It is done when the liquor is thicker and substantially reduced. Season with salt to taste. When this is achieved put in a very large handful of washed spinach and clamp the lid down allowing the vapour to wilt the leaves turn up the heat to full. This will be a matter of a minute. Stir in the wilted leaves and serve. Feasibly with rice, or an Indian bread, but the Chickpeas are starch enough for me.

Hopefully you might find here a new perspective on that poor, green thing and let it occasionally take centre-plate. For such little input from the cook, it returns so much in flavour and aesthetics. If you still find it has a bitter taste try adding a little lemon juice which can redeem many a kitchen flop. So let the frumpy spinach have a dance, it might shock you with its high kicks.

NiteIn-GOA-Anniversary-Dance_headerNite in Goa

Rum, Red Bull, and Feni take a back seat to this high octane event!

The G.O.A Toronto magically re-created a starry night in Goa at this extraordinary occasion. The only thing missing was the rolling surf of the ocean. From the moment you walked in and tasted the refreshing chilled coconut water right down to the serving of Goan sweets at the end, this night is going to be one talked about for a while.

The theme was not just about Goa but truly focused on being proud to be a Goan. There were vendors selling savoury sausages and pickles along with taste testing. The dinner buffet was sumptuous with delicacies like sorpotel, sannas, fish and mutton curry, followed by traditional sweet treats like neurios, bolinhas and bebinca. There was no holding back or skimping here as the association provided a great bang for your buck.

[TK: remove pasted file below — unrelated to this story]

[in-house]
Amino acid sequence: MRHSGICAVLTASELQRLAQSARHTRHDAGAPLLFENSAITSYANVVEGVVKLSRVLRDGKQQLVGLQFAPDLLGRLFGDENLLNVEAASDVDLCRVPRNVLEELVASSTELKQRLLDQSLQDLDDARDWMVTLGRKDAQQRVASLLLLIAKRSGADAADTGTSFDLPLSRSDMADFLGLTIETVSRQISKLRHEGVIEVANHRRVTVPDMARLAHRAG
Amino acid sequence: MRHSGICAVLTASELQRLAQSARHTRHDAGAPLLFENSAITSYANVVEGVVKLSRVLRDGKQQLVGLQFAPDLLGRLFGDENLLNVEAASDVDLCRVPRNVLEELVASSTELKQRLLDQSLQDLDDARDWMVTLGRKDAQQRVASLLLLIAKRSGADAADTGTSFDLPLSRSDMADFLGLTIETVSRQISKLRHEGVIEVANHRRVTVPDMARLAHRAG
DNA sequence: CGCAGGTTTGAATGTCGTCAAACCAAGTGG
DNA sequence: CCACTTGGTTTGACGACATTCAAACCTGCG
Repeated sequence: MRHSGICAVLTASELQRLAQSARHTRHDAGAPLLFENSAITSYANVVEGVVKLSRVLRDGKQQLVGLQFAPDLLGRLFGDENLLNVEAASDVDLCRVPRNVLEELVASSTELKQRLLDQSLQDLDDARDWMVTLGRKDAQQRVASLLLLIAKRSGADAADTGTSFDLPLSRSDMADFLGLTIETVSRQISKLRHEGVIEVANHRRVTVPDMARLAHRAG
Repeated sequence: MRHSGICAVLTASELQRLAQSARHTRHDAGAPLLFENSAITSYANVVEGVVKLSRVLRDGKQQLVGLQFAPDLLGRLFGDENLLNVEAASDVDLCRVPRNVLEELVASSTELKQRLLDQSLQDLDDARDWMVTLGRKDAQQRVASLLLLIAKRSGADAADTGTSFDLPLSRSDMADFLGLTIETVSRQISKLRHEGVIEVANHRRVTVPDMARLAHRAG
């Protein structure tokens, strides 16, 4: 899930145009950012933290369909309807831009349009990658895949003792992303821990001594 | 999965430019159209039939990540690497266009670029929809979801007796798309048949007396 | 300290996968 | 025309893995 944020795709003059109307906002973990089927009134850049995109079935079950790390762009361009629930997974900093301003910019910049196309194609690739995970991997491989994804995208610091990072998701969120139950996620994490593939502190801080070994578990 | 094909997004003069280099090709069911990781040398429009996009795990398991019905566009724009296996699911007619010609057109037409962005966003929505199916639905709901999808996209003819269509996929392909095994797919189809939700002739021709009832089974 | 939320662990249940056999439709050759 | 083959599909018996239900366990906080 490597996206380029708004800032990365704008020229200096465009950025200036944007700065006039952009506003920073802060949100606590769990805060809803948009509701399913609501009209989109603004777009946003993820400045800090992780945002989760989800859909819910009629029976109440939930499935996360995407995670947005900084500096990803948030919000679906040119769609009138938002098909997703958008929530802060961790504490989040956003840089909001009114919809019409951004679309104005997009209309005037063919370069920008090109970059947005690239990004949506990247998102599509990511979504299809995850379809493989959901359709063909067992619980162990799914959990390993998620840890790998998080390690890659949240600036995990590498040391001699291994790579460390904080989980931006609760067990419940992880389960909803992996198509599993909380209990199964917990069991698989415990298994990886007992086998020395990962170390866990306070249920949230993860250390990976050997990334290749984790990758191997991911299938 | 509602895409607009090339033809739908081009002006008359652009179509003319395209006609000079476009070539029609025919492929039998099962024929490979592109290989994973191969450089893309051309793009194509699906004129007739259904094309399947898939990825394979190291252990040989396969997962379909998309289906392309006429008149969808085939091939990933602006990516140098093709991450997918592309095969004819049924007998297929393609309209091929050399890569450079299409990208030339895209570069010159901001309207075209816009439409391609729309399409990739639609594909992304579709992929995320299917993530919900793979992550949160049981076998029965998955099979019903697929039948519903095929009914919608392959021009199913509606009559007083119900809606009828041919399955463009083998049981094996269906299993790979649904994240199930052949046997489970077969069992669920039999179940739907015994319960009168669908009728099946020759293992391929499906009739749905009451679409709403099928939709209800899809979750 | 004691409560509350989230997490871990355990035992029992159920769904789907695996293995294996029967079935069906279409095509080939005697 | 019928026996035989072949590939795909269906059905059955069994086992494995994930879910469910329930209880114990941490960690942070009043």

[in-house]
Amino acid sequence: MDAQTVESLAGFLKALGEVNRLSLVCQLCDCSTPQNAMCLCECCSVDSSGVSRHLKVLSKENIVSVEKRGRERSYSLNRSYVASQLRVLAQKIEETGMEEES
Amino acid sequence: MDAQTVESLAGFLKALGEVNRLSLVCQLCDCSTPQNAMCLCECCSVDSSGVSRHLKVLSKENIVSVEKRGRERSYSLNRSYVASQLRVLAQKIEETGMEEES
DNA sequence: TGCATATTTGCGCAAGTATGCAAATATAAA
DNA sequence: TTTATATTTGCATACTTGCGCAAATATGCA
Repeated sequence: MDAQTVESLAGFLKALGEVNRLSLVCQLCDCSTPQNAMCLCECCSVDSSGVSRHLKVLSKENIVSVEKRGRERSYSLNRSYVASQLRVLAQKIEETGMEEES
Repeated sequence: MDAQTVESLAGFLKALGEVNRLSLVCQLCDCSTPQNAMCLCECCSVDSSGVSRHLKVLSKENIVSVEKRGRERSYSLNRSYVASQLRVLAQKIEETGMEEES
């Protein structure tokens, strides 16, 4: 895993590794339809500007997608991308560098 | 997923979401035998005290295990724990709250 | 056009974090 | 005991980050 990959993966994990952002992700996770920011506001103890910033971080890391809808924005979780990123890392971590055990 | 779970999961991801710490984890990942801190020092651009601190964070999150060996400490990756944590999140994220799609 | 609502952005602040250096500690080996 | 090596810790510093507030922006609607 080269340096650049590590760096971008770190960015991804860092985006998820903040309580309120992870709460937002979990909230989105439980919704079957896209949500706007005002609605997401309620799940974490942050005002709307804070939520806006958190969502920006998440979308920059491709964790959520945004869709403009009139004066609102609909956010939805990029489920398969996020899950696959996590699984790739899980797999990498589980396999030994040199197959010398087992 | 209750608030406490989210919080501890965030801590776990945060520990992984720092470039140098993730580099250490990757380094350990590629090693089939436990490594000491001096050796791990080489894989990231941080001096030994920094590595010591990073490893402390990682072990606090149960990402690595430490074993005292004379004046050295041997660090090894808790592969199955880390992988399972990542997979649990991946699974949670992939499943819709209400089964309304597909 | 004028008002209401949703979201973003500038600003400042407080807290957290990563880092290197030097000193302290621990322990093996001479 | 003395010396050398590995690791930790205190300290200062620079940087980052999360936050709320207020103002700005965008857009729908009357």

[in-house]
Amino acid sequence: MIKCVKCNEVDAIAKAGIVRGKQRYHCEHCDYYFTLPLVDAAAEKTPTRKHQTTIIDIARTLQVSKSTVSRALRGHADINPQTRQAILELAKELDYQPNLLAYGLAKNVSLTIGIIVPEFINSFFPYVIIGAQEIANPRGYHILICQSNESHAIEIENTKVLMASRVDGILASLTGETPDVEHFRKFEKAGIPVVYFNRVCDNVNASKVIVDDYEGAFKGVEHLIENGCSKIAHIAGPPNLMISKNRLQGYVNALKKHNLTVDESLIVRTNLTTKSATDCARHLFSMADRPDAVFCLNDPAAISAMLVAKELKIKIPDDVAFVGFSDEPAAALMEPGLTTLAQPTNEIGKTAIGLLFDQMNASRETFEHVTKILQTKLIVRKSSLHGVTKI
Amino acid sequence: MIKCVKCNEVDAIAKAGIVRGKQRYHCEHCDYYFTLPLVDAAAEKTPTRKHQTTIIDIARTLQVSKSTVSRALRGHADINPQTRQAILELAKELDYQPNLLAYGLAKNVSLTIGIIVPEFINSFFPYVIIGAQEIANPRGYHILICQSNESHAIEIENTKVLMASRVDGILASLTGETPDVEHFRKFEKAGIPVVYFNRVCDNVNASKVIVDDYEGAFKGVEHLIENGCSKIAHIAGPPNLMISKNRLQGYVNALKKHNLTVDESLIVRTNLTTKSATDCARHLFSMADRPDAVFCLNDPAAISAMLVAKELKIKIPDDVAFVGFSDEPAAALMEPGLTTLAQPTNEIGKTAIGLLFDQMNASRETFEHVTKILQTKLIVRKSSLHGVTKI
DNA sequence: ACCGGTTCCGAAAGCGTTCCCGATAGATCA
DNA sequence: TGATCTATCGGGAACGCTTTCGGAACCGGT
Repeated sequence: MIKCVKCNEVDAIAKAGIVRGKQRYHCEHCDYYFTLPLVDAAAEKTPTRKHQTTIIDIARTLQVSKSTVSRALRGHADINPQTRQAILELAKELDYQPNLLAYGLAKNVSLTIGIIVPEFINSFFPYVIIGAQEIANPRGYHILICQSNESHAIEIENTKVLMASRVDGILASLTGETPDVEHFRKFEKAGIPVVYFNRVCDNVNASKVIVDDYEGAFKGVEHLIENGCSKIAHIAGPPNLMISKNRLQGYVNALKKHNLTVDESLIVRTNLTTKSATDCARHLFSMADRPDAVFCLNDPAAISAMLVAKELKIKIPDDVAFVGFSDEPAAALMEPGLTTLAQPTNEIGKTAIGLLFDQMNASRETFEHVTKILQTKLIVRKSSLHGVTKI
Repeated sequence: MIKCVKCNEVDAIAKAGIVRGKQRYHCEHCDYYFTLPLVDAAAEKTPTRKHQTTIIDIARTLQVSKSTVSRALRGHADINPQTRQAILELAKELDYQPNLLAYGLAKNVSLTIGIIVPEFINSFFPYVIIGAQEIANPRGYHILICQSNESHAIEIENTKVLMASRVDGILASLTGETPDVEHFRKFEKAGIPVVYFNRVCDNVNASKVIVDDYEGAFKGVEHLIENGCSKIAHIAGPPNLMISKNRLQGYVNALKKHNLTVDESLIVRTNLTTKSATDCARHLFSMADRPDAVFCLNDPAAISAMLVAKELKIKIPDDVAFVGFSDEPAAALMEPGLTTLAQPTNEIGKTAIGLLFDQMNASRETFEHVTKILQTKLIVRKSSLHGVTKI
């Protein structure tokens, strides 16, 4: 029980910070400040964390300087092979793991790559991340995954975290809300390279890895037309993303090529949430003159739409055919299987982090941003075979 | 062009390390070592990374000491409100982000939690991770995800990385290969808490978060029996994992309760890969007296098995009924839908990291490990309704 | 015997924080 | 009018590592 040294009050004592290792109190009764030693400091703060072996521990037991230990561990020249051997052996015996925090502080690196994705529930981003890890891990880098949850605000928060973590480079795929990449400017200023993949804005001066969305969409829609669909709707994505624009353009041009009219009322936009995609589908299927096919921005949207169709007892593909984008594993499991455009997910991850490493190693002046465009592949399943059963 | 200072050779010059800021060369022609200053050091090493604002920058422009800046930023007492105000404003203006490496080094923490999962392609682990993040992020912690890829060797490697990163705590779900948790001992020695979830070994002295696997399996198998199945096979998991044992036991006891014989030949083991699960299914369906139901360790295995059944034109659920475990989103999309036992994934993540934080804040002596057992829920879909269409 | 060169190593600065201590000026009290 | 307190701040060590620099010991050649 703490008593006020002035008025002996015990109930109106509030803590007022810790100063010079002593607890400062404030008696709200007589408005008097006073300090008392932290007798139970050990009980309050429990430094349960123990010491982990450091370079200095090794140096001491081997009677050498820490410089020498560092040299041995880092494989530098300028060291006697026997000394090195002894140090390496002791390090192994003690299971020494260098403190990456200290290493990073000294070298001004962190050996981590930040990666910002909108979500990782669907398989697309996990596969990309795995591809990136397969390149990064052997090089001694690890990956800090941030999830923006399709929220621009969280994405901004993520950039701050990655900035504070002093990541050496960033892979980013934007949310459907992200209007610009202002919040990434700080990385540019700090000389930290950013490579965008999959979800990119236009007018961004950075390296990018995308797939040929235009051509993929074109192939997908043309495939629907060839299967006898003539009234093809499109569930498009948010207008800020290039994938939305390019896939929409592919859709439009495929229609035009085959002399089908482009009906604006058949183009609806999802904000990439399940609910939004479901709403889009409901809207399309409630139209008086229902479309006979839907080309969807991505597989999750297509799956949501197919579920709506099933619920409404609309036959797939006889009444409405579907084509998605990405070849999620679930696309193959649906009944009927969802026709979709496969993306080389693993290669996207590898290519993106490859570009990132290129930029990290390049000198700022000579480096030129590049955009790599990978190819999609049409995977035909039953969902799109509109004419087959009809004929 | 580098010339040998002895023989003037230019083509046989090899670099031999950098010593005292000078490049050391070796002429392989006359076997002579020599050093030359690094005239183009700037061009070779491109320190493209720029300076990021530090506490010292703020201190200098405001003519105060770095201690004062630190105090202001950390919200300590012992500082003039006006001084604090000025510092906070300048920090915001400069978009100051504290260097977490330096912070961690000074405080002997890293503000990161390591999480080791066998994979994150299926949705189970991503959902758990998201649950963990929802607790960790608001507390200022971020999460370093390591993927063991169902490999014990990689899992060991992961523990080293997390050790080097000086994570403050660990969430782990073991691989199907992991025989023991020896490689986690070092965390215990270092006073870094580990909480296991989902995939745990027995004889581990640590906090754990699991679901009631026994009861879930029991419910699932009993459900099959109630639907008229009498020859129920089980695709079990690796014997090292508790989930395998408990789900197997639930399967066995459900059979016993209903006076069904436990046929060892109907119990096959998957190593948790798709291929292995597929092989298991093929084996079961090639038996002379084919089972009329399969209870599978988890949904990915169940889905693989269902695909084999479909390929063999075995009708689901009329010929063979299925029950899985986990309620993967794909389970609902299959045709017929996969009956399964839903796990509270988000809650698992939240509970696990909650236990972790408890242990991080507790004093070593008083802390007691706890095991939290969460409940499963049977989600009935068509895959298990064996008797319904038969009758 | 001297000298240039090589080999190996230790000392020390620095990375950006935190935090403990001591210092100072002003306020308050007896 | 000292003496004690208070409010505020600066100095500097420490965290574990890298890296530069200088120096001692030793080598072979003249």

The evening was a roller coaster ride through the dazzling entertainment. Miss India-Canada (Manasvi Noel) imparted her journey and experience to the crowd of all ages. She regally encouraged the youth to step up and grab hold of what life has to offer. Her words of wisdom to the participating young ladies as they competed for the crown of Miss G.O.A was to be proud and confident. This was not a pageant judged just on looks alone but on contribution to the community and elevating Goan culture. The questions she asked was, “What are your thoughts on your Goan heritage” and “How would you promote Goan culture in the community”. Thought provoking questions indeed as we try and find ourselves and our true meaning. Congratulations to Tanya Aguiar who won the judges’ favour in winning the crown. Tanya won a free entry into the Miss India pageant and has a chance to enhance her development through this wonderful experience. We wish her well!